Here Comes Another Lesson
In his hotly anticipated collection of short stories, Stephen O'Connor makes sense of the nonsensical.
Mon Aug 2 2010
Time Out Ratings<strong>Rating: </strong>4/5
Highly praised and hotly anticipated, Here Comes Another Lesson is a deeply inventive collection of stories that examine the limitations of modern humanity and morality in bold, convincing strokes. Stephen O’Connor gives us a portrait of human life and all its harrowing peculiarities that’s equal parts funny, strange and poignant.
O’Connor wastes no time before diving into oddities, opening the collection with “Ziggurat,” in which a young girl meets a minotaur. Incomprehensibly, the monster develops an affinity for the girl and the pair soon fall into a progressively bizarro, labyrinthine version of their world that morphs the story into a meditation on the wandering pursuits that make up a life.
Surrealism is a recurring device, and is particularly evident in a series of stories about an atheism professor who’s thrown into an increasingly odd series of adventures in several expertly preposterous versions of the afterlife. He finds angel wings, quests for a phallic tree of knowledge and gets to second base with God, though he never strays from his faith (or lack thereof). O’Connor uses the character’s spiritual estrangement as a metaphor for alienation in a broader sense.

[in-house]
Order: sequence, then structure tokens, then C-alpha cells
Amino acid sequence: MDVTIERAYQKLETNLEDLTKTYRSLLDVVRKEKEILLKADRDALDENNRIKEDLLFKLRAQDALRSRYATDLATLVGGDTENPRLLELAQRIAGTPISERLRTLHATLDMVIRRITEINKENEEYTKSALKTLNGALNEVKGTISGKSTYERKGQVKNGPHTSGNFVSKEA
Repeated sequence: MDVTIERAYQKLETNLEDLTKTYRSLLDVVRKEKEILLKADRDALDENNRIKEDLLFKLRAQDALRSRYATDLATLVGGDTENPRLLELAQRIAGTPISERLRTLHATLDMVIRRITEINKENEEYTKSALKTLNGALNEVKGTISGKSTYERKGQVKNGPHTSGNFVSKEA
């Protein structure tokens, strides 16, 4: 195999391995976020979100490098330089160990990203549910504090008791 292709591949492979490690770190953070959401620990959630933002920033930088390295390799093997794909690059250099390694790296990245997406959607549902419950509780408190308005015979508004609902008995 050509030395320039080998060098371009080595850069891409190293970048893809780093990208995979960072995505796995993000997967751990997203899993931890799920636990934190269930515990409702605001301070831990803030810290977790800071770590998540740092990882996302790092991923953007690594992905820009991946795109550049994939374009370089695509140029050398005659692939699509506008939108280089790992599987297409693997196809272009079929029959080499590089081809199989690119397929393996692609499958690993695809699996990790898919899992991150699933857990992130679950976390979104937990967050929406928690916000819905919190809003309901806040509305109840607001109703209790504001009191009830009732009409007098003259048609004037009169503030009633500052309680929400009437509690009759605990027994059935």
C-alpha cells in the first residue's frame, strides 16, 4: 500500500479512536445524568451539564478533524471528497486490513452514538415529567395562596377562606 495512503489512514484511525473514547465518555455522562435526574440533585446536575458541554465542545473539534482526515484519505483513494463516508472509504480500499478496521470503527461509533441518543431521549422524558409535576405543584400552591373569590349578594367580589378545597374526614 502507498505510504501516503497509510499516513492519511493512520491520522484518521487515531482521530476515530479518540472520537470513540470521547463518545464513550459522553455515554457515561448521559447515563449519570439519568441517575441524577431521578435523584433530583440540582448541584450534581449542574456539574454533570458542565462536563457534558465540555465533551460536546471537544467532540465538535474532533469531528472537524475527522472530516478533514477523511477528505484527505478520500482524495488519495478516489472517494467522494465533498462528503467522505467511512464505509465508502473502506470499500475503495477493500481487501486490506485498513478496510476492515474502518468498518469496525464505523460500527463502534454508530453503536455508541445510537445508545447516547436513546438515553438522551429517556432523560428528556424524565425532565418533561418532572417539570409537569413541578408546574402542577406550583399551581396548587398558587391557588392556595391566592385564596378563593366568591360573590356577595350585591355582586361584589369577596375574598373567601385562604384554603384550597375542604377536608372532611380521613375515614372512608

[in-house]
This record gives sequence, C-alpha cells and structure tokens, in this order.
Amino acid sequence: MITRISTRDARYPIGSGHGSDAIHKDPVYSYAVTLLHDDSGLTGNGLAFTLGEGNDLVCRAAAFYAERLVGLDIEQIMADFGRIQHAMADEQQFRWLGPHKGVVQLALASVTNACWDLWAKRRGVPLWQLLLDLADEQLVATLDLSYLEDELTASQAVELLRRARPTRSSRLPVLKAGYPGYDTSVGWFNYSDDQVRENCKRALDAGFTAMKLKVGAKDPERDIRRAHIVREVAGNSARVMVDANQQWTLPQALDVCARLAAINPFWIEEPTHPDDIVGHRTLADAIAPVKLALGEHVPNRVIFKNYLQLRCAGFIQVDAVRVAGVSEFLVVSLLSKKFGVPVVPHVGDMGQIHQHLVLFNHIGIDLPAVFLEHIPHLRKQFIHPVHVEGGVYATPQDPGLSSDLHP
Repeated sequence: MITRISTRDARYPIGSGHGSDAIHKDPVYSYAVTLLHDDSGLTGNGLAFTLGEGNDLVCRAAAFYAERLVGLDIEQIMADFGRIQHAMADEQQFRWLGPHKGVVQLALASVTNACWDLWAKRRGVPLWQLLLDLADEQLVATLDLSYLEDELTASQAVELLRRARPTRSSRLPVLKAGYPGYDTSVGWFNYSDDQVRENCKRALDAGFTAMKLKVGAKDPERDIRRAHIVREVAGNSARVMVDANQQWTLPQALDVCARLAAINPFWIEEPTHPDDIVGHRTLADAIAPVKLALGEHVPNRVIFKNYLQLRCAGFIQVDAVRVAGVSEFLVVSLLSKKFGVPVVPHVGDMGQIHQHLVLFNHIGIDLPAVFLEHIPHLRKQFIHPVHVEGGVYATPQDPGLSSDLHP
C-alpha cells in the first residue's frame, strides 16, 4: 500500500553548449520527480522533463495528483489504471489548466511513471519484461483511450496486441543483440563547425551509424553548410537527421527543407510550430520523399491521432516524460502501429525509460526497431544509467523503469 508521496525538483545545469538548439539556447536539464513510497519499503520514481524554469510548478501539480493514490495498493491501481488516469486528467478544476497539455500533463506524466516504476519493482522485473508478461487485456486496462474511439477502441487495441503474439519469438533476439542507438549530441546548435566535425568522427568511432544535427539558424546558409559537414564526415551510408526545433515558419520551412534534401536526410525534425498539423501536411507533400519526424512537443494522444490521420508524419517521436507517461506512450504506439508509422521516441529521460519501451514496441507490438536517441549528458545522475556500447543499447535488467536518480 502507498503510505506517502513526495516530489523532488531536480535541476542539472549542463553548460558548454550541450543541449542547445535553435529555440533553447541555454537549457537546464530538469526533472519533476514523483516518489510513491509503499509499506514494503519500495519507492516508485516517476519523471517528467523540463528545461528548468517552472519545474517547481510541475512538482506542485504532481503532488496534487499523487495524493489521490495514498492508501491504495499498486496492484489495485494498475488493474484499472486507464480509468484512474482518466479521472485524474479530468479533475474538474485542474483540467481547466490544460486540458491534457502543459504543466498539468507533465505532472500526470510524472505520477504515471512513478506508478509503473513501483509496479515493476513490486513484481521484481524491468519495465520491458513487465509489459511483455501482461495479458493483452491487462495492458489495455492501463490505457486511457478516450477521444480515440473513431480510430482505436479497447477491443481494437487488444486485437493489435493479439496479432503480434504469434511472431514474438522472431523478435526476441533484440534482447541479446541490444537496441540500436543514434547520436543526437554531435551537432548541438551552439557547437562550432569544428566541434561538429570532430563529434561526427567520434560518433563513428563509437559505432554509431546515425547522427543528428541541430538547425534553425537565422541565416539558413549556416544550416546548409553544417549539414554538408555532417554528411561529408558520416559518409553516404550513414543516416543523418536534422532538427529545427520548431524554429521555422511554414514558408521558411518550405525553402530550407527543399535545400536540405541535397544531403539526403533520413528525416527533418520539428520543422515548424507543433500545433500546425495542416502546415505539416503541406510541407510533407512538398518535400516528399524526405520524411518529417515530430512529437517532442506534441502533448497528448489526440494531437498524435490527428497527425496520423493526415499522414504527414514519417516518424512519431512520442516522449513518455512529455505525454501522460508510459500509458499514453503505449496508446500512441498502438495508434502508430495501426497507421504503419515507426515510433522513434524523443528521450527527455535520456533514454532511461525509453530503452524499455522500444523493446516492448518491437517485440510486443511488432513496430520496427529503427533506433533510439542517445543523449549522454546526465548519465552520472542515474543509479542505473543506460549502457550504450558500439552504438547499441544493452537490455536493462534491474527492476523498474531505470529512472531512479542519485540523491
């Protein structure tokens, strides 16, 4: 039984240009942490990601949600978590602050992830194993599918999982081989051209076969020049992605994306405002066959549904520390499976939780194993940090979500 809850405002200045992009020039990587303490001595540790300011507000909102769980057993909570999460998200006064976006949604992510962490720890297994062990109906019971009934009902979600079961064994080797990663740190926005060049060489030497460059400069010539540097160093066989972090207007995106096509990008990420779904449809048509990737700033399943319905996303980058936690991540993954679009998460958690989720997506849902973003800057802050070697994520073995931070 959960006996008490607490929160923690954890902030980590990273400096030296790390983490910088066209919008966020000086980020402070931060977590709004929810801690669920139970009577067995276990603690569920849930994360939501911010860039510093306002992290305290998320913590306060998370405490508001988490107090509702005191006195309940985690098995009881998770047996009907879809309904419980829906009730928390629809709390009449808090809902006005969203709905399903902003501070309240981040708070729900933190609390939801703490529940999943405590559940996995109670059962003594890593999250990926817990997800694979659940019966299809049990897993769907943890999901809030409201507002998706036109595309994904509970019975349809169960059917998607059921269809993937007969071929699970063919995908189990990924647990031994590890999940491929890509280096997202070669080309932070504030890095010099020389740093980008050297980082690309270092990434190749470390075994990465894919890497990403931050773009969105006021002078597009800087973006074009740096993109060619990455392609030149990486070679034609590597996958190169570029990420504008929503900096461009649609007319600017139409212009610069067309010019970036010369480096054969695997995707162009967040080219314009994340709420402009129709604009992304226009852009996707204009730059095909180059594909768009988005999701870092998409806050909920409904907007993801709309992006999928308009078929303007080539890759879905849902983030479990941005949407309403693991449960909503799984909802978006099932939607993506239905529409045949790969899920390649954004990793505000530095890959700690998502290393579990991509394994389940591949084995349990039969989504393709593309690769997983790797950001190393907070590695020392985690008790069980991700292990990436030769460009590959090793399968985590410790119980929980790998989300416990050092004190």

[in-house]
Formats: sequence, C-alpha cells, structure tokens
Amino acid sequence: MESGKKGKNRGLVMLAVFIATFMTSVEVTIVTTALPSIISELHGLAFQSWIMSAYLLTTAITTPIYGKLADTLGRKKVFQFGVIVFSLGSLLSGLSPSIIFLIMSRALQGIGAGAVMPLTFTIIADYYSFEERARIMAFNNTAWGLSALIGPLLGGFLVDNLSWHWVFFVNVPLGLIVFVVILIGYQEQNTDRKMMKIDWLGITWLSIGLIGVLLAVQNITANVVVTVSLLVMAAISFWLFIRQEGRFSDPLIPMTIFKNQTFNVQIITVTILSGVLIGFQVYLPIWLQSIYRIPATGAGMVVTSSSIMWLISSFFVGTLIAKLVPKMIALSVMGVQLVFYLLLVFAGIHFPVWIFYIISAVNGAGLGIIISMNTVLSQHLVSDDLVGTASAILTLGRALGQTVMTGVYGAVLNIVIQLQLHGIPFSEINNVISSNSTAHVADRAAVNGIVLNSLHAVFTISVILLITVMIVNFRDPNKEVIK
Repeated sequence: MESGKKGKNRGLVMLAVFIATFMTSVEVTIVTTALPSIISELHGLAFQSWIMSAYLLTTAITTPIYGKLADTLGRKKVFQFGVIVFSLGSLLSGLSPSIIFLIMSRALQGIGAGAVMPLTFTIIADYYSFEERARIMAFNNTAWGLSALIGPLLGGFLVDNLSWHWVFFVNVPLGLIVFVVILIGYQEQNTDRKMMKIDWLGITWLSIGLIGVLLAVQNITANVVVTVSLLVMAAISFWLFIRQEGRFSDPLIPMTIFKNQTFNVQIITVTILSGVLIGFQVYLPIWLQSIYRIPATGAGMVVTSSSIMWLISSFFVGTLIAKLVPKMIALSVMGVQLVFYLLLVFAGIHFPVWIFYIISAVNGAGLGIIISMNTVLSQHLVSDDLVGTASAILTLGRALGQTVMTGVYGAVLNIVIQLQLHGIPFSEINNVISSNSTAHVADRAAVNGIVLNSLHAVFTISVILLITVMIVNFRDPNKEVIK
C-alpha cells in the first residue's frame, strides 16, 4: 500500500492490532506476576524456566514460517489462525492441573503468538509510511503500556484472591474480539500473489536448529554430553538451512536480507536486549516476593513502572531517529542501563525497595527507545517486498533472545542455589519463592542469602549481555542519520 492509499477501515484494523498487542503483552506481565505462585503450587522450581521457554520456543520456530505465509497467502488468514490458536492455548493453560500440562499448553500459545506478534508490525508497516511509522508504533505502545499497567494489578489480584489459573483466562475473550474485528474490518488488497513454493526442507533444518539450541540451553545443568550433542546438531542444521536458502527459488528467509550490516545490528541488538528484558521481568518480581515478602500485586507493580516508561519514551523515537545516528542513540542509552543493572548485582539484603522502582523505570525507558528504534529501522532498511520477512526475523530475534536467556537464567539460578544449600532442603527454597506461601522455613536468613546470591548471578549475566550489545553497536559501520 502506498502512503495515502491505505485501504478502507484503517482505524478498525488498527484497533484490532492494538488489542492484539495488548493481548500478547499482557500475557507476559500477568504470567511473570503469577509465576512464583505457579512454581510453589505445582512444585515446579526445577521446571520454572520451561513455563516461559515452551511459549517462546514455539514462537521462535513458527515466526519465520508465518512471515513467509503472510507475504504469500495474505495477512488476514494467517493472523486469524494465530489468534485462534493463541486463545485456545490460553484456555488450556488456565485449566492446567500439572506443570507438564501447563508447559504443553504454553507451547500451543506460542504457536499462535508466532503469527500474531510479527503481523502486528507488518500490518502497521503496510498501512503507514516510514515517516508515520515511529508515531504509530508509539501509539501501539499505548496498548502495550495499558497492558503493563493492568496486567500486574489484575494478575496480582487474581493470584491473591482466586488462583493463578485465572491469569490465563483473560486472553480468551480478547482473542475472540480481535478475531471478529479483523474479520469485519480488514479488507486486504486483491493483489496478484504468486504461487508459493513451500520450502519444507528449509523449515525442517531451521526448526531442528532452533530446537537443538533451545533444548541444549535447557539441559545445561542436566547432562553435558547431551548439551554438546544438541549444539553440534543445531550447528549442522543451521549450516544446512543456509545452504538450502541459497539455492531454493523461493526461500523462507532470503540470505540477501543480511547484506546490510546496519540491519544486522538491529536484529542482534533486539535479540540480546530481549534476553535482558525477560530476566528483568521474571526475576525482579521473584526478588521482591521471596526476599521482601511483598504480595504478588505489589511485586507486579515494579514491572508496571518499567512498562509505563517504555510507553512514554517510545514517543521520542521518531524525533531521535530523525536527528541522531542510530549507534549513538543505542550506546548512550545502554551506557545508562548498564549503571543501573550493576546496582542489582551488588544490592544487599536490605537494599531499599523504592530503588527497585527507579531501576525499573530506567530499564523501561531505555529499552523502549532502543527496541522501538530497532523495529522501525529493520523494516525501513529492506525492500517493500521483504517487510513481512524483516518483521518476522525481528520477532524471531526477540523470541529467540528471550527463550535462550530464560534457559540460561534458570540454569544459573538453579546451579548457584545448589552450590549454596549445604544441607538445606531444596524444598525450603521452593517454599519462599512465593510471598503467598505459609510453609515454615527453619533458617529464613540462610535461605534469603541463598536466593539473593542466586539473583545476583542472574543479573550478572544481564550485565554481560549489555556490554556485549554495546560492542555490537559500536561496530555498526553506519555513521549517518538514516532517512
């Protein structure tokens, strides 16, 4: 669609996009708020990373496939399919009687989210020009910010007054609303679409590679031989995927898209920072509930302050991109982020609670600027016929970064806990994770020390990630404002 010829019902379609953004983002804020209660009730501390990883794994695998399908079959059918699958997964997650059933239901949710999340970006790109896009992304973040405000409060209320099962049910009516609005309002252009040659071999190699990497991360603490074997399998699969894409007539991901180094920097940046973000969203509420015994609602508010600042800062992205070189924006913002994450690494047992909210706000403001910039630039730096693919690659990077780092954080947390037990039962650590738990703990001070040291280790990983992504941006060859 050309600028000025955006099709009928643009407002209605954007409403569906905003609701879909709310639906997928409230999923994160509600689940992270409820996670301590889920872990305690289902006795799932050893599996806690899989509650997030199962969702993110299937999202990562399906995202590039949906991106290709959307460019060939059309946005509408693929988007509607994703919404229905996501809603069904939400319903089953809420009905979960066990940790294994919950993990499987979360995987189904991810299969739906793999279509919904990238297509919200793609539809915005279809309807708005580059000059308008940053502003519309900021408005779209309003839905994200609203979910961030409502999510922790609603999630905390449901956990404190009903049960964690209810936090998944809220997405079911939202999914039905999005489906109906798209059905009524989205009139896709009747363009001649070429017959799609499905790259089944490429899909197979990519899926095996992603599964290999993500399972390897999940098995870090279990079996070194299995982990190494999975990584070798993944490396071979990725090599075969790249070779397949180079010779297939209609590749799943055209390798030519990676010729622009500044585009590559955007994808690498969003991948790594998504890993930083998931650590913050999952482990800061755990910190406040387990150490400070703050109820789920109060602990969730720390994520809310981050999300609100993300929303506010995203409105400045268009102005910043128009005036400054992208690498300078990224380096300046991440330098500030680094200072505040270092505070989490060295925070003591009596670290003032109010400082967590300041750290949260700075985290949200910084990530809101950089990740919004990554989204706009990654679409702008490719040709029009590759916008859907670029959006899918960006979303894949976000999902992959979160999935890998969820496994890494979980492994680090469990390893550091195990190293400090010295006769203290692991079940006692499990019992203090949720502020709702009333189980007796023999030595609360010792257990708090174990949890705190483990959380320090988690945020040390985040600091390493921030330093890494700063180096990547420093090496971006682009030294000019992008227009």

Two other stories, “Love” and “Aunt Jules,” examine amorous relationships with near-tactile accuracy, abandoning the absurd (mostly) in favor of photorealistic portraits of romance and all the things that make it an impossibly awkward, terrifying and essential part of our existence. And despite a few uneven tales sprinkled throughout, O’Connor deftly manages to make sense of the nonsensical.
Stephen O’Connor reads at Bookculture September 16.
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